Progress and Challenges in Global Food Security

Indian women in field holding baskets of eggplants

Global food security—when people have access to at least 2,100 calories per day—has improved over the past 15 years, but countries still face challenges and there is still a need for improvement. ERS researchers recently analyzed the factors that led to past progress and highlighted emerging challenges and issues to feed 9 billion people in the world by 2050. Two key drivers of past improvements in food security are increased agricultural production and trade. For most of the countries studied, domestic production supplies most of the staple foods that people eat. Increases in production and agricultural productivity—producing the same or more output with fewer inputs like fertilizer or land—have improved food security. On average, the faster the growth in agricultural productivity, the greater the reduction in food insecurity.

In countries where climate or lack of land or water resources limits the potential for local production, food imports have played an important complementary role. Across all regions, food aid has decreased as a share of total cereal grain imports, with commercial food imports becoming more important to developing countries. In turn, these countries are becoming more significant in the global trading system as their imports rise. Growing income and increased urbanization also create new opportunities for future trade. While some developing countries try to achieve food self-sufficiency as a food security strategy, others found that competing in world markets for goods and services and opening food markets to international trade have improved food security.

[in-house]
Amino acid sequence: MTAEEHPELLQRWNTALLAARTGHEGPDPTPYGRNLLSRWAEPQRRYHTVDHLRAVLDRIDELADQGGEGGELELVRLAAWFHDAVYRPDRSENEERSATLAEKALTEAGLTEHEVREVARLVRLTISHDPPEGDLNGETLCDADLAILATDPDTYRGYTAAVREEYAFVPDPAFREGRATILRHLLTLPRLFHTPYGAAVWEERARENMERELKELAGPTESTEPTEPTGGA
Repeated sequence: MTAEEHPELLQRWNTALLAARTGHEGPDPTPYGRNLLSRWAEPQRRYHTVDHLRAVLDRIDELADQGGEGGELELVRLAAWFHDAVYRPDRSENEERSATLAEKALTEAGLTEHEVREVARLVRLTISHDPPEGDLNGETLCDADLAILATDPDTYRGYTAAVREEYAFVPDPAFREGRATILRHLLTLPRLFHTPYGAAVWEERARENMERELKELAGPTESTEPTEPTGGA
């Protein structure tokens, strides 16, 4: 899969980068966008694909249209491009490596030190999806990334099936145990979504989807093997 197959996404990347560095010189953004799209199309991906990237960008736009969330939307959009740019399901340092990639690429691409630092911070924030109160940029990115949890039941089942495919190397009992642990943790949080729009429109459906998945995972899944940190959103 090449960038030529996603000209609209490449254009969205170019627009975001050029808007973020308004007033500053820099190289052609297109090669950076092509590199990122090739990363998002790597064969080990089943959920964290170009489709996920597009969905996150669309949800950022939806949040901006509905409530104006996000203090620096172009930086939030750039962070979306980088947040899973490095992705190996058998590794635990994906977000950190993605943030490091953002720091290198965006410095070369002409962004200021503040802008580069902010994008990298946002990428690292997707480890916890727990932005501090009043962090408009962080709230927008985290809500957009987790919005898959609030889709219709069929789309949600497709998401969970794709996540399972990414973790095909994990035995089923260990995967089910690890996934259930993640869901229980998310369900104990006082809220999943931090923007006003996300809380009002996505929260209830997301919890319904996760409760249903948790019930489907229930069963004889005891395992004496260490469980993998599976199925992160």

Despite past success, challenges remain. Maintaining agricultural productivity growth as the global population rises will require investments to generate and deliver new technologies as well as efforts to broadly spread their adoption in food-insecure countries. Where productivity is growing, there are still vulnerable groups that are subject to food insecurity, including women and children, very poor households, and those in geographically disadvantaged regions. Safety nets are in place in some developing countries to provide food or income to these groups. Other challenges include expanding safety net availability and developing programs to help vulnerable agricultural producers to manage risks such as adverse weather and price instability. Finally, even with adequate total calories, some people have nutritionally inadequate diets. Growing evidence links these types of diets with a variety of acute and chronic health conditions, leading to more emphasis on nutrition as a part of food security analysis. Developing new approaches to strengthen the nutritional dimension of food security remains a significant challenge for the next decades.